Q And how do you judge a script?

A I think, first of all, the character has to speak to you in some way. And then, if this character is behaving and reacting in the way that he should, and if he’s not going off on a tangent, not doing anything only for effect or only to please the audience, then I start thinking about it seriously. Even after this step, it’s quite an intense process for me actually. I go up and down a script for two days and two nights or so, and try and find any weaknesses in there. If it seems good, then you think there’s a chance that this is going to work.

But ultimately, for me, particularly in the low-budget world, it’s always been about a script that is trying to show people a mirror to themselves or their own souls. If I take the example of The Full Monty, Peter [Cattaneo] had not directed anything before. But there was something about Simon Beaufoy’s script that just spoke to me and I thought, therefore, it would speak to the rest of the public too. So I think it’s about having something essential, something a little more than fluff. A good script is beyond just shadows and light, you know, it’s about the human persona and about characters who reach [out to] society, and touch the lives of people who are watching.

Q You come from the school of method acting and go to great lengths to prepare for a role.

A Yeah, I believe so, but a lot has changed over the years. In the early days, when I got the part, I would try and live it quite literally. I would take it home with me and be the part for the time of the shoot. The best example of that would be when I did a movie called Safe, where I was playing a homeless person. I’ve never been homeless and never lived on the streets, so to get into the character, I went and lived on the streets of London for about a week, with absolutely no money on me. It was a hell of an experience and I can still remember every day and every night of it even now. And it really did help me as an actor, so for quite some time, I would use similar techniques, like going to the place that the character came from, living like him, trying to understand his job, his relationships, and so on. If the character had an accent, I would speak in that accent for the entire time of the shoot.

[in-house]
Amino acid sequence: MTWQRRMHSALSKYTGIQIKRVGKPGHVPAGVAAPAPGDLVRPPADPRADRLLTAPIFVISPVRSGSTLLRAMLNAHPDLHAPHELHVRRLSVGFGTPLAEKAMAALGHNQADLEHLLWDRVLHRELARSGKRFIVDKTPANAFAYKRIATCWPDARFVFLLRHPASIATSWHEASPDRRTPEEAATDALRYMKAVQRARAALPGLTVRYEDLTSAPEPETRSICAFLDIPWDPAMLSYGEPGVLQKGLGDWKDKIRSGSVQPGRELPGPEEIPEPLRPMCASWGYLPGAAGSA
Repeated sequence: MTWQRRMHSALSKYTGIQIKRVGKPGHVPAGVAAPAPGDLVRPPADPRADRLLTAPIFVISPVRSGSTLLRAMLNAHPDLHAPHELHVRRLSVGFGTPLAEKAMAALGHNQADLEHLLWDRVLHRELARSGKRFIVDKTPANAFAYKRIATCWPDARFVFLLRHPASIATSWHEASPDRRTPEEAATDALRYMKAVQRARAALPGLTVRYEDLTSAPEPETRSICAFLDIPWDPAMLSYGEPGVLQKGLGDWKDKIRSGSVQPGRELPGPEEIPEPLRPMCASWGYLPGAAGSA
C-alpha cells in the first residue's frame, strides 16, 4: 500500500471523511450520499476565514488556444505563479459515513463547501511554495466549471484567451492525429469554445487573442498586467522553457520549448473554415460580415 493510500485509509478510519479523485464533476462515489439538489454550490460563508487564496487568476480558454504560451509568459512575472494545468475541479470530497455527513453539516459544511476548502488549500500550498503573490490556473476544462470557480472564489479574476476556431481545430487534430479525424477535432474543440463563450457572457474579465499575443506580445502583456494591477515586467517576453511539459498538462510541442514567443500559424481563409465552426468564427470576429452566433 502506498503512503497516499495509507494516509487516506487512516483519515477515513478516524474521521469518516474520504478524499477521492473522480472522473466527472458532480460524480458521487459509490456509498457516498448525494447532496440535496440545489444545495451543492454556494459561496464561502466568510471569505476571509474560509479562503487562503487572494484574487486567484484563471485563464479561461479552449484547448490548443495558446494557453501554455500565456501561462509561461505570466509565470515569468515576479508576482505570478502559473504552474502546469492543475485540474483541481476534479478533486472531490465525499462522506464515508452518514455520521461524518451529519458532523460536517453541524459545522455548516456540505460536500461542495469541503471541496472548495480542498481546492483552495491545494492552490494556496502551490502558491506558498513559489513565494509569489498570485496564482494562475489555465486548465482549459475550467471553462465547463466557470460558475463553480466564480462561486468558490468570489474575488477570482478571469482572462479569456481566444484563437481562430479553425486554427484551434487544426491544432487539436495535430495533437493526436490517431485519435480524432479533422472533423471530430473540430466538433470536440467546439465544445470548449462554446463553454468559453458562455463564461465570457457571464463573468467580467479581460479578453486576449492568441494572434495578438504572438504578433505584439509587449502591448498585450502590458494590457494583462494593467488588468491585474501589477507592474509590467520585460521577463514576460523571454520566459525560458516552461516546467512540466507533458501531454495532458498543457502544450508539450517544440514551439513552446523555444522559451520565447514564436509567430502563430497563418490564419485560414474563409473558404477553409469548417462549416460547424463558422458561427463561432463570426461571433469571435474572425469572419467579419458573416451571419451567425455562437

But then a very strange thing happened. (Chuckles) Fame sort of knocked at my door and it became impossible for me to do such things. I couldn’t go to the bar and be Danny the labourer. So that entirely changed my approach to acting. The approach then became more cerebral in a way, and more self exploratory. Rather than living like the character externally, I then started to live him internally. I would get inside the guy’s head and try and tap into his emotions, his feelings, his pain, and try and see the world through his eyes for the period of the shoot. I would try and tap into him and react the way he does. In California Solo, for example, Lachlan is a guy who is best described as ‘comfortably numb’—he has gone from the guy who would be performing in front of 20,000 people to a guy who now has absolutely nothing going on in life. His life has had such a deadening effect on him that he has now become comfortable in his numbness. So I tapped into that emotion throughout the shoot.

Q What about the process of playing Rumpelstiltskin in the TV series Once Upon A Time? You seem to be absolutely relishing it.

A I do, actually, even though it is one of the most intense roles of my life. The character of Rumpelstiltskin is so well-written, dynamic and otherworldly that I’m so glad to have got the chance of doing it my way.

There’s the fact that this guy is 300 years old and he has met so many people in his life that he’s lost to who he really is now, so I didn’t want to give him a normal persona. So he disguises who he really is by taking on different characteristics of people he’s known, every time. But there was something missing, and I found that in my six-year-old son, Pearce, who I once heard making this incoherent sing-song voice (sings it out). And that was it! I injected this childlike quality to Rumpelstiltskin and it became the X-factor it needed.